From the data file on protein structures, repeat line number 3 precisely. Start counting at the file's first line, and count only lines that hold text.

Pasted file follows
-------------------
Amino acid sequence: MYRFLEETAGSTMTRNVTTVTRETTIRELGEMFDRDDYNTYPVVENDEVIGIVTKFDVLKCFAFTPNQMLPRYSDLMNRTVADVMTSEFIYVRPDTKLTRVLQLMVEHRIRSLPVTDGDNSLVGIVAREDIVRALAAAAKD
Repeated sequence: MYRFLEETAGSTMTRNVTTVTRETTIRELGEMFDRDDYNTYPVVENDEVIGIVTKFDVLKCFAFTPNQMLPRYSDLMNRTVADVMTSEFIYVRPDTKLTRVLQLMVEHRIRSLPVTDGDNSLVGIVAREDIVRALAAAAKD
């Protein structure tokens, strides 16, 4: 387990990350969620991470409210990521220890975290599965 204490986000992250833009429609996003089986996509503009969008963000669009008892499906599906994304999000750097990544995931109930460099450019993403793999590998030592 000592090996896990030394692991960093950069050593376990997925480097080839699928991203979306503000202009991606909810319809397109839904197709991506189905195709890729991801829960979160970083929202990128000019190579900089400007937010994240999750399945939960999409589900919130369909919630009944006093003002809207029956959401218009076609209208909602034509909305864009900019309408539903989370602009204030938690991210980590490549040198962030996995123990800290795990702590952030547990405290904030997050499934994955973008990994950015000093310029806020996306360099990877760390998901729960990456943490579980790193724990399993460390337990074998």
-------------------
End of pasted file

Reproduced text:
């Protein structure tokens, strides 16, 4: 387990990350969620991470409210990521220890975290599965 204490986000992250833009429609996003089986996509503009969008963000669009008892499906599906994304999000750097990544995931109930460099450019993403793999590998030592 000592090996896990030394692991960093950069050593376990997925480097080839699928991203979306503000202009991606909810319809397109839904197709991506189905195709890729991801829960979160970083929202990128000019190579900089400007937010994240999750399945939960999409589900919130369909919630009944006093003002809207029956959401218009076609209208909602034509909305864009900019309408539903989370602009204030938690991210980590490549040198962030996995123990800290795990702590952030547990405290904030997050499934994955973008990994950015000093310029806020996306360099990877760390998901729960990456943490579980790193724990399993460390337990074998």